FLATOW: Wow.

Dr. CURRY: So Tampa just missed being New Orleans. But the advantage that Tampa has over New Orleans is it's not below sea level so that water will -

FLATOW: Drain out.

Dr. CURRY: Will go, will drain out, but it's enough to cause a colossal amount of damage and flooding. So Tampa, they've been lucky and they haven't had a hit in recent years, but a major hurricane hitting Tampa is bad news.

FLATOW: Thank you, Jamie.

JAMIE: Thank you.

FLATOW: Good luck to you.

Dr. TRENBERTH: If I may, Ira.

FLATOW: Sure.

Mr. TRENBERTH: You know, six of the eight most damaging storms occurred in 2004-2005. Those were Charley, Ivan and Frances in 2004, and then Katrina, Rita and Wilma in 2005. And so you know, exactly where these storms go is largely a function of the weather situation at exactly the time when they're coming ashore, and so this relates to, you know, whether there's a cold front nearby, high and low pressure systems, and things like that, and so it's very much a chance as to exactly where they go, but sooner or later, the odds are you'll get hit.

FLATOW: We also had the season last, at least - didn't we have one in December last year, a hurricane?

Dr. CURRY: Yeah.

Mr. TRENBERTH: That's correct.

Dr. CURRY: The season is lengthening. In the North Atlantic, okay this is in the last century, we've seen the season length on average increasing 50 days.

FLATOW: Wow.

Dr. CURRY: So it's been almost five days per decade. So this is one of the major things, and this is related to, you know, the sea surface temperatures increasing, so they stay above that threshold later into the season. So we're definitely, you know, seeing record length of seasons also in the last decade.

FLATOW: And don't they -

Mr. TRENBERTH: Last year broke so many records. You know, Wilma was the strongest hurricane ever on record. Rita was the strongest in the Gulf of Mexico. Wilma was really in the Caribbean. There were the most Category 5 storms, four on record. The previous record was two. There were 28 named storms, including alpha, beta, gamma, delta, epsilon and zeta, all into the Greek alphabet for the first time ever, and the most hurricanes ever on record in the North Atlantic - 15 last year.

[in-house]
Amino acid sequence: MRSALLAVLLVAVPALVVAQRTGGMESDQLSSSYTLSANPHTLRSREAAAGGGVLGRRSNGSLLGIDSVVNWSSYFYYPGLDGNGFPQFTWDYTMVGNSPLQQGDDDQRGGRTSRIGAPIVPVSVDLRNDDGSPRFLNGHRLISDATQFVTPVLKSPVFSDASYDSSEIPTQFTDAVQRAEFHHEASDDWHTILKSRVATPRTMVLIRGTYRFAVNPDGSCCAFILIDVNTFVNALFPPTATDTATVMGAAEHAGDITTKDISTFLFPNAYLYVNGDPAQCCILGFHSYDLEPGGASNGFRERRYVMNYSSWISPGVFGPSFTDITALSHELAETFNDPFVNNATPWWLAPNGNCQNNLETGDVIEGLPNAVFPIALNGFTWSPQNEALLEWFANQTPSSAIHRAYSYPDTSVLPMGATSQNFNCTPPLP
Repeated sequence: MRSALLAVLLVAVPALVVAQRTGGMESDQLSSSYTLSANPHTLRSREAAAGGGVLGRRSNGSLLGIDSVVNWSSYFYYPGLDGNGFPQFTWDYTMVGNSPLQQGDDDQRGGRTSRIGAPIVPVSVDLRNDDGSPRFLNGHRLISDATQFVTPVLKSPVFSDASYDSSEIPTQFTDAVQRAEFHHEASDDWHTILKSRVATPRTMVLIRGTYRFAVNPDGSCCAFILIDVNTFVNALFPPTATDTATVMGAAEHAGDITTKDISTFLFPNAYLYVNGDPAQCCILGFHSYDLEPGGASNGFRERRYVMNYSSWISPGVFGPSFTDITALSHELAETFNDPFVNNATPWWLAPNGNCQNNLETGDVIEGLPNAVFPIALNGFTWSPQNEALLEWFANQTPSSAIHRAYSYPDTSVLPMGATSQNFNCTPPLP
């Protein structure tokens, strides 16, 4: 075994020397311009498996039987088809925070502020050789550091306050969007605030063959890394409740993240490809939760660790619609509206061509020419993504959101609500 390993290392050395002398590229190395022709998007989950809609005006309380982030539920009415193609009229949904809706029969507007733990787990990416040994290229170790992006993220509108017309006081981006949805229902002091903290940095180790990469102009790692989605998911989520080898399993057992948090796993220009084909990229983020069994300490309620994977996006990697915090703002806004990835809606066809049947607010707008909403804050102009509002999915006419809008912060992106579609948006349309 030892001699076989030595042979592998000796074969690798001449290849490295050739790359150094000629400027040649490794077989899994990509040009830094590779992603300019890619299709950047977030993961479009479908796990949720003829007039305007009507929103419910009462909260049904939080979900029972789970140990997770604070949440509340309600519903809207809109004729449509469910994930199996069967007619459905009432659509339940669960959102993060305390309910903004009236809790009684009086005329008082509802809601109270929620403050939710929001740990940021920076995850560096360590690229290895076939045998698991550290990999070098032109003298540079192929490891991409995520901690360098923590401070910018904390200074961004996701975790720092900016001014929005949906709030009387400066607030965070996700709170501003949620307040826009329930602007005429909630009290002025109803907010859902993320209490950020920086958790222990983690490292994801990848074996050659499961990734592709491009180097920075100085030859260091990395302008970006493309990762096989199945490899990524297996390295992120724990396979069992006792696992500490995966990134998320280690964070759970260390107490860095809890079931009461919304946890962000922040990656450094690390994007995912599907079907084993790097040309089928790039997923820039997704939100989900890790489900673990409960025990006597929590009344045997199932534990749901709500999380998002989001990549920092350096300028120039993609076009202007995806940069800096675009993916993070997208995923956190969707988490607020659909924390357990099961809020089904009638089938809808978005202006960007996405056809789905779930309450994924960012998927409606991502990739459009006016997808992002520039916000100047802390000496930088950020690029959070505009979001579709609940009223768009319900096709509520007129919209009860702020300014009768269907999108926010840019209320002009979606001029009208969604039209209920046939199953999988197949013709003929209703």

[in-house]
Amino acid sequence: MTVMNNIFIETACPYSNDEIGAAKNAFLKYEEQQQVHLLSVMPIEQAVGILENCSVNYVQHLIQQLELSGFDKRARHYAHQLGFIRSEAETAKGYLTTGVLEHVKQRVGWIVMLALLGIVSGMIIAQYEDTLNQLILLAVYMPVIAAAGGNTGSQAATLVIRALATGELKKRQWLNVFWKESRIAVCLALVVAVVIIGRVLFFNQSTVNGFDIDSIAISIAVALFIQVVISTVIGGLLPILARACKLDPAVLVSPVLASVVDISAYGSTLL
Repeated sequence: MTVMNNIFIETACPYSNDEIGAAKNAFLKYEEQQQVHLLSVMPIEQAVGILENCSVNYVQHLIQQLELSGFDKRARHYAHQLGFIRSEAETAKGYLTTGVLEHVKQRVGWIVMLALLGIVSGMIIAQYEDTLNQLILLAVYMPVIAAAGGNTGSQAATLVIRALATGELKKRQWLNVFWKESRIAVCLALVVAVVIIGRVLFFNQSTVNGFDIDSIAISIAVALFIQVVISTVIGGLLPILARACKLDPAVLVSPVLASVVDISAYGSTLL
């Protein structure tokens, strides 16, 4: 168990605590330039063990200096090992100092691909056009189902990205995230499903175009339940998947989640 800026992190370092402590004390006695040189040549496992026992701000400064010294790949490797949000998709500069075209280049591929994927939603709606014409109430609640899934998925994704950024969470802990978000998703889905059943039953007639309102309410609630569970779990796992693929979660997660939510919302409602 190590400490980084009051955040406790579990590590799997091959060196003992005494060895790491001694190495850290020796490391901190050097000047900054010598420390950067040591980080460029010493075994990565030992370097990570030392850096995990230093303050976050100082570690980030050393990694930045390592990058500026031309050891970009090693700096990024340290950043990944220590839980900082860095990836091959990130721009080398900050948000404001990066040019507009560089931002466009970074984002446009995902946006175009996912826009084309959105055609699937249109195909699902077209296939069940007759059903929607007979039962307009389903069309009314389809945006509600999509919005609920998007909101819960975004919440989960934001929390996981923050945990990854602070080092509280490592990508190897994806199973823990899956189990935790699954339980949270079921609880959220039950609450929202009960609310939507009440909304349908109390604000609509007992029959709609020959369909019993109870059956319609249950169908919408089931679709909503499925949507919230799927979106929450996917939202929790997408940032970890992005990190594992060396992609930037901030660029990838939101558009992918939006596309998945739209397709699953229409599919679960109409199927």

FLATOW: The fact that the season is lengthening, would that also have an impact of where the hurricanes go at the end of the season? Do the steering currents change a little bit? It might send them up the coast a little more?

Dr. CURRY: You know, this is the hardest thing to predict is where they're going to hit. Be sort of have, in last 10 years we've seen a concentration of activity of the major hurricanes really going into the Gulf rather than going up the Atlantic coast.

So we seem to be in a regime overall where most of the major ones are going into the Gulf. That doesn't mean to say that you can't get a major one, you know, on the Atlantic coast, but statistically it seems to be more favored going into the Gulf in the regime we're in.

Mr. TRENBERTH: As the season does go on, the place where these form and where they go does tend to change, and in particular as you get into October, November, December, you're less likely to have them in the Gulf. You're more likely to have them in the Caribbean and they're more likely to occur also off the East Coast. And so the East Coast is a little bit greater risk later in the season rather than early in the season.

FLATOW: 1-800-989-8255 is our number for questions. Let's go to Peter in Phoenix. Hi, Peter.

PETER (Caller): Hi there, Ira. Love your show.

FLATOW: Thank you.

PETER: My question is if the hurricanes really essentially cool off the ocean, did the recent heat wave in the Northeast and Central U.S. have anything to do with maybe reducing the heat and therefore having fewer hurricanes so far?

Mr. TRENBERTH: Well, the heat wave was associated with very strong what we call anti-cyclonic circulation, a very strong high-pressure system that actually went all the way across the country, and so it relates as much as anything to weather, but as we look around the world, we do find that heat waves are getting hotter and they're lasting longer, and this is even more of a tendency in other parts of the world. And you've seen especially the statistics in Europe, where they had a major heat wave in 2003 and it killed about 30,000 people.

And so it relates very much to the weather patterns at any time, but the odds also of how the heat waves are changing is also changing with climate change. It doesn't relate very directly to hurricanes, but the person who called up, the caller was correct that hurricanes take heat out of the ocean, and that's a key part of their process in the climate system that they serve.

FLATOW: Talking about hurricanes this hour on TALK OF THE NATION Science Friday from NPR News with Judith Curry and Kevin Trenberth.